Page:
That said, the stability of funding is beginning to weaken – with banks increasingly using the short term interbank market. According to IMF’s October Global Financial Stability Report, wholesale funding (primarily domestic interbank and repo markets) provided over 30% of total bank funding in 2015, up from around 18% in 2014, with smaller banks particularly reliant on these sources. The short term nature of this funding is mismatched to the longer term loans to corporates.

CHINA’S FUNDING STABILITY DECLINING 

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China’s authorities must manage debt to avoid a financial crisis

 

Despite the relatively shielded nature of the financial sector, these characteristics do not mean that China’s government can afford to ignore the debt issue (particularly as funding stability declines), but provides them with some time to appropriately address it. 

HOW CAN CHINA ADDRESS THE GROWING 

DEBT RISK? 

In the short term, Chinese authorities should seek to control, rather than reduce the debt-to-GDP ratio – as severe cuts to credit necessary to produce the latter would likely lead to a sharp slowdown in economic growth. Standard & Poor’s estimates that banks would require around RMB 11.3 trillion in recapitalisation if current credit growth rates persisted for the next five years. Controlling the debt issue will require increasing the efficiency of lending, particularly reducing the share of funding directed to SOEs. 

The IMF note a range of measures that Chinese authorities should consider – noting that a comprehensive response to the debt issue, while it is still manageable, offers the greatest chance for success. These include imposing harder budget constraints on SOEs, restructuring or liquidating highly indebted firms and managing losses across a range of parties, including the government where necessary. The IMF also recommends introducing social assistance for displaced workers and encouraging the entry of private firms across the economy. 

Plans to restructure SOEs have focussed largely on mergers and partial privatisation. Allowing firms to swap debt for equity (a policy approved by China’s State Council in early October) is one way to address the debt issue, but poorly performing, highly indebted firms are unlikely to be attractive opportunities for investors – particularly those still scarred by the 2015 share market bubble burst. Similarly there are concerns that banks could be forced to swap bad loans for equity in so-called zombie firms, achieving little in terms of restructuring. Harder decisions around the weakest SOEs – including liquidation – must be considered. This would require the development of a sound and consistent bankruptcy framework understood by all market participants.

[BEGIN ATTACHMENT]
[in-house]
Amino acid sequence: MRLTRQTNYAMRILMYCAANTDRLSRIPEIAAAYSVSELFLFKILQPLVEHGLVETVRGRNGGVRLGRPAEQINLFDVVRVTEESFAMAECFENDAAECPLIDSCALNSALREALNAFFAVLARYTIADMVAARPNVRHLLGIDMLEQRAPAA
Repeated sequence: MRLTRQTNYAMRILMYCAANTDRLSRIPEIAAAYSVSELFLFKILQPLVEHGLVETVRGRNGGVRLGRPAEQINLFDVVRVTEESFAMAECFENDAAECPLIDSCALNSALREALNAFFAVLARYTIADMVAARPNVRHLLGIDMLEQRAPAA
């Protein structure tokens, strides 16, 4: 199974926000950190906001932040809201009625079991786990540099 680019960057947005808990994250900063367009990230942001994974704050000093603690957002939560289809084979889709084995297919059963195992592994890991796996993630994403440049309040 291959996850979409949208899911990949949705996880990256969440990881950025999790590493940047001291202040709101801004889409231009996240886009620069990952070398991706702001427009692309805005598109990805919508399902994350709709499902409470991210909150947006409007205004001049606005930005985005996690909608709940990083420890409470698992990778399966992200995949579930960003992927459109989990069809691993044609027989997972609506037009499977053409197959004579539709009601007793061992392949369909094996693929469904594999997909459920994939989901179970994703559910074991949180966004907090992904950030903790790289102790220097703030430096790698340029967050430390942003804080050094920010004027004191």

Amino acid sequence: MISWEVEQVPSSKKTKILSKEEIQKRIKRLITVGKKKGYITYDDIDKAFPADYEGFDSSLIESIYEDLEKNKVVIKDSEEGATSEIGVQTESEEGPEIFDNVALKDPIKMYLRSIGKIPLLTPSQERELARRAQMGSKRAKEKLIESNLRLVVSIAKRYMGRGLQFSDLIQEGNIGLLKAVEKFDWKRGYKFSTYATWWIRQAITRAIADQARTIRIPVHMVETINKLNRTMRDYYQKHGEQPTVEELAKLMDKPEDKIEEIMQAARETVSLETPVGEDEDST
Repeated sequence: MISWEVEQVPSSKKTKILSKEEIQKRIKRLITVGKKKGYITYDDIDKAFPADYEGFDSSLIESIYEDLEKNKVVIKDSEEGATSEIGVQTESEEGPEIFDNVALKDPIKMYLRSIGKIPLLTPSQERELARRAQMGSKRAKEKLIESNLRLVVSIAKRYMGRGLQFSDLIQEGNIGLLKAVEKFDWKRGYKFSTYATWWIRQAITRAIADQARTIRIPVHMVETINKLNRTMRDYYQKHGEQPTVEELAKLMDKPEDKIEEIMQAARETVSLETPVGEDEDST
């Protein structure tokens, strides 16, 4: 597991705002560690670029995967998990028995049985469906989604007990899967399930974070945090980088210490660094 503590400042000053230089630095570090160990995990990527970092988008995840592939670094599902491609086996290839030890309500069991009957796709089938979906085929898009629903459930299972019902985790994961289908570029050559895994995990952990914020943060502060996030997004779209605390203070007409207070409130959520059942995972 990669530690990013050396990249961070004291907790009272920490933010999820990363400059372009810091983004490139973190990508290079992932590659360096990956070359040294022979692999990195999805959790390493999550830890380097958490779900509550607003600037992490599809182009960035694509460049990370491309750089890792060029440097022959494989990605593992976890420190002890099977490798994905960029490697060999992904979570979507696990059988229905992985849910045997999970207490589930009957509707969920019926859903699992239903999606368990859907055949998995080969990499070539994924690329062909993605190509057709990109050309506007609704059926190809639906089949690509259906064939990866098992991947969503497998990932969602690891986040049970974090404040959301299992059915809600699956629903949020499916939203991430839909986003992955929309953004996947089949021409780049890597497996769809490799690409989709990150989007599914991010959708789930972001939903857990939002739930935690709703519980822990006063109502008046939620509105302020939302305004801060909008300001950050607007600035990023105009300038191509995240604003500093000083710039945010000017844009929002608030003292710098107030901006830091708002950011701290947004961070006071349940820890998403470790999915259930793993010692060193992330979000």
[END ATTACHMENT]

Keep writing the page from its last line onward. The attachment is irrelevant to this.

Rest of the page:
Greater competition is also a way to improve the efficiency of lending – particularly if banks are incentivised to lend to more innovative private sector firms. SOEs continue to enjoy preferential barriers to entry in a range of industries – including fast growing service sectors such as communications. Greater market access for private banks in the finance sector would likely contribute to reducing SOEs share of corporate debt – as profit rather than relationships would likely drive lending decisions. 

CONCLUSION 

Warnings from the BIS and IMF have elevated concerns around China’s corporate debt levels. While the nature of China’s financial markets provides authorities with some additional time to address the issue, urgent reform to SOEs and increased competition across the economy will be necessary to avoid a medium term financial crisis. 

Gerard Burg is senior economist, Asia for NAB and can be contacted here.

 

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China Financial Crisis